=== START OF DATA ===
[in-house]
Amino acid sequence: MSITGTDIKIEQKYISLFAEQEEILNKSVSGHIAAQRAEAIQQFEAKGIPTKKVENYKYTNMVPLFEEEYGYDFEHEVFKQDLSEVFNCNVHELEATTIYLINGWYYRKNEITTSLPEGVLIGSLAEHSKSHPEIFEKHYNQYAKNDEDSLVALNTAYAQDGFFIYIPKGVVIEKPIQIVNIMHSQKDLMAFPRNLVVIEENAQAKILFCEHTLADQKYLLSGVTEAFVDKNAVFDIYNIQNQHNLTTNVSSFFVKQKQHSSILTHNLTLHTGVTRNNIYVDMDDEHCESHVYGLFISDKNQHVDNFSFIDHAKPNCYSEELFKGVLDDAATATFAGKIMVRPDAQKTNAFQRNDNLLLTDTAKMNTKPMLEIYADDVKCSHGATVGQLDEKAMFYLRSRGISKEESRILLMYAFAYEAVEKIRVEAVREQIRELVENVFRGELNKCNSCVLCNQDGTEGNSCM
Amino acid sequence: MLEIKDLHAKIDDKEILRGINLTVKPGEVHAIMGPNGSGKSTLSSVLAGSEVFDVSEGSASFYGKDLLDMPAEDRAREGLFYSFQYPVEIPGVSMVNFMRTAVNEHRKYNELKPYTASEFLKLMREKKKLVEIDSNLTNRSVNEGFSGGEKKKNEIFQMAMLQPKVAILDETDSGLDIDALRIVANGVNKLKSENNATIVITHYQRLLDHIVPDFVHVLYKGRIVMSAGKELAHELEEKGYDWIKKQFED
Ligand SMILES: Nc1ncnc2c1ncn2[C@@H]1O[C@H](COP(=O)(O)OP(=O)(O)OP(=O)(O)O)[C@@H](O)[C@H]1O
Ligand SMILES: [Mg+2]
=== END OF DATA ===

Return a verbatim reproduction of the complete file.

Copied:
[in-house]
Amino acid sequence: MSITGTDIKIEQKYISLFAEQEEILNKSVSGHIAAQRAEAIQQFEAKGIPTKKVENYKYTNMVPLFEEEYGYDFEHEVFKQDLSEVFNCNVHELEATTIYLINGWYYRKNEITTSLPEGVLIGSLAEHSKSHPEIFEKHYNQYAKNDEDSLVALNTAYAQDGFFIYIPKGVVIEKPIQIVNIMHSQKDLMAFPRNLVVIEENAQAKILFCEHTLADQKYLLSGVTEAFVDKNAVFDIYNIQNQHNLTTNVSSFFVKQKQHSSILTHNLTLHTGVTRNNIYVDMDDEHCESHVYGLFISDKNQHVDNFSFIDHAKPNCYSEELFKGVLDDAATATFAGKIMVRPDAQKTNAFQRNDNLLLTDTAKMNTKPMLEIYADDVKCSHGATVGQLDEKAMFYLRSRGISKEESRILLMYAFAYEAVEKIRVEAVREQIRELVENVFRGELNKCNSCVLCNQDGTEGNSCM
Amino acid sequence: MLEIKDLHAKIDDKEILRGINLTVKPGEVHAIMGPNGSGKSTLSSVLAGSEVFDVSEGSASFYGKDLLDMPAEDRAREGLFYSFQYPVEIPGVSMVNFMRTAVNEHRKYNELKPYTASEFLKLMREKKKLVEIDSNLTNRSVNEGFSGGEKKKNEIFQMAMLQPKVAILDETDSGLDIDALRIVANGVNKLKSENNATIVITHYQRLLDHIVPDFVHVLYKGRIVMSAGKELAHELEEKGYDWIKKQFED
Ligand SMILES: Nc1ncnc2c1ncn2[C@@H]1O[C@H](COP(=O)(O)OP(=O)(O)OP(=O)(O)O)[C@@H](O)[C@H]1O
Ligand SMILES: [Mg+2]